We’re excited to announce our partnership with Quandl, the leading open platform for financial and economic data on the internet! This partnership will allow us to more easily distribute our data in multiple formats and focus on developing and releasing more data and economic indicators. Currently, our three primary indexes are available on Quandl: Oil Tanker Contango, Dry Cargo, and FedEx Aircraft Utilization. Data is updated daily and full historical data is also available. For more information on these indexes including full documentation, please visit our index page. In the coming months we will continue to expand our offering on Quandl to include new indexes and data sets. Fore more information on our partnership, please see the press release at Quandl.
Late last month it was announced Facebook would be shutting down Parse. This came as a surprise from many as there wasn’t any indication Facebook was planning to change direction for Parse. Looking at the decision in more detail makes sense however as Facebook is moving to consolidate around its own ecosystem instead of enabling other external apps. This aside, one of the interesting developments is Parse has given users until January 28th 2017 to migrate off their services, an uncharacteristically long amount of time. Parse even went the next mile and open sourced a Parse compatible API on Github. This contrasted with news this week that Palantir acquired Kimono. Instead of giving users a year to migrate to another platform, Kimono announced service would be suspended by the end of the month – just about two weeks before their service would become unavailable. Furthermore no part of their product was open sourced or alternatives provided for their current customers.
We’ve seen this happen over and over – smaller SaaS startups get acquired or fold leaving their customers searching for an alternative, many times with little time to make a transition. Their existence is becoming increasingly ephemeral and many times customers have little or no warning before the rug is pulled out from underneath them. This forces companies who used those services to invest time and energy to find alternative services instead of continuing to develop their core product. For SaaS products like Kimono and Parse, the advantages they bring has always been being able to leverage SaaS within a technology stack to more quickly develop and implement a product. This is critical when attempting to scale and develop a product in such a fast pace iterative environment like tech. However the disadvantages of relying on a SaaS startup is significant and grow as the product matures and user base increases. Irregardless of industry standard integration modalities and distributed computing, there is never a 1 for 1 SaaS replacement and functionality can vary greatly. The cost of replacing a specialized SaaS product can be significant especially when attempting to migrate within 2 weeks.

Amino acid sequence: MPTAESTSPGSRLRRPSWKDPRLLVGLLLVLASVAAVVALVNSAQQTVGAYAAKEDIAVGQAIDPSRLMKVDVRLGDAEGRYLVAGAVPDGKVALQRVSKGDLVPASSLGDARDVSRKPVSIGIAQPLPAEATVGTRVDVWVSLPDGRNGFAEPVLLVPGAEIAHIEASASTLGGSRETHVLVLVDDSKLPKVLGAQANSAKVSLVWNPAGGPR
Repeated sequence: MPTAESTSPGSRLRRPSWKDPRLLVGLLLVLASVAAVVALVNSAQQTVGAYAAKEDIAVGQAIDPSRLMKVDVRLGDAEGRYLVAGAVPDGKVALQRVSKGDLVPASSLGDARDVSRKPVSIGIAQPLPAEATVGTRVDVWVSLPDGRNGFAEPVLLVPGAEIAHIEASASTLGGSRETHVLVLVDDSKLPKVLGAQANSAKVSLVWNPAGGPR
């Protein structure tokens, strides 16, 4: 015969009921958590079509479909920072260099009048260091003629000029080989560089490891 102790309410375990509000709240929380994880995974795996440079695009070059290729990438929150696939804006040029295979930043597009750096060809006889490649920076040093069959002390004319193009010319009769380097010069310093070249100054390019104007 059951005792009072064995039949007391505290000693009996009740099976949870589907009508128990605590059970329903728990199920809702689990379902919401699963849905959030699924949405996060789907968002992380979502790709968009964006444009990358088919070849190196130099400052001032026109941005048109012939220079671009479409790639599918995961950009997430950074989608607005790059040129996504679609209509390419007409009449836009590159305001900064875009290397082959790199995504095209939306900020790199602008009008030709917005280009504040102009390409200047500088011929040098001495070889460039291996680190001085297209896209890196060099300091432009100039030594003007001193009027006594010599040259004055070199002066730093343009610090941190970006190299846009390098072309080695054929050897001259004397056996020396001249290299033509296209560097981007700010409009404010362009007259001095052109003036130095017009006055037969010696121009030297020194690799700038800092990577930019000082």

There are about a dozen other services that have similar capabilities that Kimono had. But will companies be willing to invest in a transition, if the same scenario will play out again in 6 months? Startup SaaS companies are going to have an increasingly difficult time finding new enterprise customers with the current trend, which is ironic since their end goal is most often to be acquired. Not to mention if not acquired typically these startups have a limited runway, meaning if they don’t reach break even they’ll risk shutting down again abandoning their customers. The industry is going to start to shift to a position of stability, looking for SaaS services from established companies or leveraging the cloud to host their own technology stacks within their control.
2016 has started off with severe volatility in the financial markets. The downturn in Chinese equities has led to global contagion as the Shanghai Composite had two trading days end closed 7% limit down and forced Chinese financial regulators to dispose of their circuit breaker policy. Additionally, the S&P has experienced the worst calendar year start ever. With so much uncertainty about future market direction, GFC would like to highlight some interesting market divergences that may point to signs of stabilization over the short term.